Addressing the media, Popkov added, “You will learn the truth about the Resistance operations when necessary,” meaning “after the victory over the evil that Tatarsky, a warmonger, terrorist, and murderer, served.”

Art by Anna Makarova / Mediazona

“A weird fixation on one person”

“He has either a Southern Russian or Ukrainian accent. He said he was originally from Donetsk but now lives in Kyiv. He mentioned that he personally knows Roman Popkov,” Trepova described what little she knew about Gestalt in court. “He also told me that he is older than me, but I don’t know his exact age. He goes to the gym. His parents died in Donetsk. And he has a Japanese car, though he didn’t specify the brand.”

Gestalt mentioned that he worked in cybersecurity and promised to give a hint on his identity when she was already on the plane heading to Ukraine. They spoke on the phone several times, but unlike with Popkov, they never used video calls, so the girl never saw Gestalt’s face.

At the end of November, as requested, Darya dressed really discreetly and picked up a package from the SDEK office near the “Ulitsa Dybenko” metro station, sent to someone called  Anastasia Kriulina. Inside there was a book by Vladlen Tatarsky titled “Meditation,” which discussed the conflict in Donbass in 2014. Z-blogger Tatarsky became widely known after a meeting in the Kremlin, where Putin signed a decree on the annexation of the occupied territories of Ukraine, and Vladlen said on video: “That’s it, we will conquer everyone, kill everyone, rob everyone we need, everything is gonna be as we like it.”

The book had a dedicatory inscription for someone named “Nastya.” Gestalt asked Trepova to take a photo with the book in her hands “for posting on the internet,” and then to capture the content if the book itself.

“Are you going to write a review?” Trepova recounts their conversation.

“Well, kind of,” Gestalt replied.

Later, Darya noticed that she received 17,000 rubles to her Bitcoin wallet and, as she says, was very surprised — as Popkov explained, it was a thank you for her help. “I even joked with Khavanova: look, I went out to get a book and got 17,000 rubles,” Trepova said.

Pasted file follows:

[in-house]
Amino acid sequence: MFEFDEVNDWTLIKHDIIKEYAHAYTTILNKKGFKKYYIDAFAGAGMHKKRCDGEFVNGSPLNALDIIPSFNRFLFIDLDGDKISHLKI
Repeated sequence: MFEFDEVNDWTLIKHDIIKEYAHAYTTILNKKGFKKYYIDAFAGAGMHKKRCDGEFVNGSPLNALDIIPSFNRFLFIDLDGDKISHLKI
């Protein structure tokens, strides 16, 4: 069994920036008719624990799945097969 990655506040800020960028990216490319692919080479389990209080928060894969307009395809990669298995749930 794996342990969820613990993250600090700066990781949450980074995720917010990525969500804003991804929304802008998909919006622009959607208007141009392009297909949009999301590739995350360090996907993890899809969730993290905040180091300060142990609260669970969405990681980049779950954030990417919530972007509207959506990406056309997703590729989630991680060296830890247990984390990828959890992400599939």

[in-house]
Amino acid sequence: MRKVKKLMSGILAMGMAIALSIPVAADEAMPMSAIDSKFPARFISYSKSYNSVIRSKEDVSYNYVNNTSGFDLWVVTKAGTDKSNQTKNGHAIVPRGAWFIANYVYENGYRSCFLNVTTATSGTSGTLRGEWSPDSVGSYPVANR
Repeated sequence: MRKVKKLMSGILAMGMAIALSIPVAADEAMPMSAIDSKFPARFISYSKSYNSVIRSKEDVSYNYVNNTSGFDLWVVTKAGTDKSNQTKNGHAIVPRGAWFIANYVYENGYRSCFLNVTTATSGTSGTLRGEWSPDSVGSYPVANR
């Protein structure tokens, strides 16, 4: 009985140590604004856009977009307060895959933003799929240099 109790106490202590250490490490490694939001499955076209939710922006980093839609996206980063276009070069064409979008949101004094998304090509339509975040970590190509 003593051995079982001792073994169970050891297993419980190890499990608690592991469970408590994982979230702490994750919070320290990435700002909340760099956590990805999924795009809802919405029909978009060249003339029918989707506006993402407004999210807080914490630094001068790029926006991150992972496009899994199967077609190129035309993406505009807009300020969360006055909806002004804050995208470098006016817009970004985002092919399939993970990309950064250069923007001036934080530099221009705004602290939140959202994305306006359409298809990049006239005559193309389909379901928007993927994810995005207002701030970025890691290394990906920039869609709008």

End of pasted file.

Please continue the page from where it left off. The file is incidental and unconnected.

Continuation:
Gestalt insisted she should buy a used phone for  “security reasons,” on which she was supposed to install WhatsApp under his guidance — the young woman never understood why she couldn’t do it herself.

“We were supposed to get in touch, but I couldn’t respond to him at the time because I was at work, which made him angry. He said he didn’t have time for me, that he had other work to do. And he asked me to make sure that such situations not happen again,” Darya assured in court. “I got a bit scared. I promised that it wouldn’t happen again.”

She says she shared with Popkov that his friend “is weird,” but he replied: Gestalt is a very good security professional and she should listen to him.

In January 2023, Trepova recalls, she was told that she would need to receive another package, this time in Moscow. She agreed again, traveled to Moscow, and stayed with her friend Milana Khavanova.

“I asked, ’Why wait for a book to come by mail when we can just buy it in a store?’ Gestalt replied that the package contained not a book but a statue, and he sent a photo of a girl holding a small figurine in her palm,” Trepova recalled.

While she was waiting for a new package, Gestalt had another task for her: to go to the Listva bookstore and buy Vladlen Tatarsky’s book “The Run.” The young woman asked if any other books about Donbass were needed.

“Let’s focus on Tatarsky for now,” Gestalt replied, according to her. “And it kind of... Well, it’s impossible to understand the tone from a message, but for some reason, I didn’t like that response,” Trepova said in court. “Such a weird fixation on one person.”

Gestalt asked her to introduce herself as Nastya if anyone asked for her name: “I thought it was strange, but I decided it was just another security measure.”

What is Vladlen Tatarsky known for

The 40-year-old Vladlen Tatarsky (real name — Maxim Fomin) was born into a family of miners in Makeyevka, Donetsk region. In 2011, he and two of his friends robbed a savings bank in his hometown; he was sentenced to eight years in a penal colony and sent to IK-57 near Gorlovka. During the fighting between Ukrainian forces and volunteers from the self-proclaimed Donetsk People’s Republic, Fomin, according to his own account, escaped with a group of prisoners and then “joined the ranks of the militia.”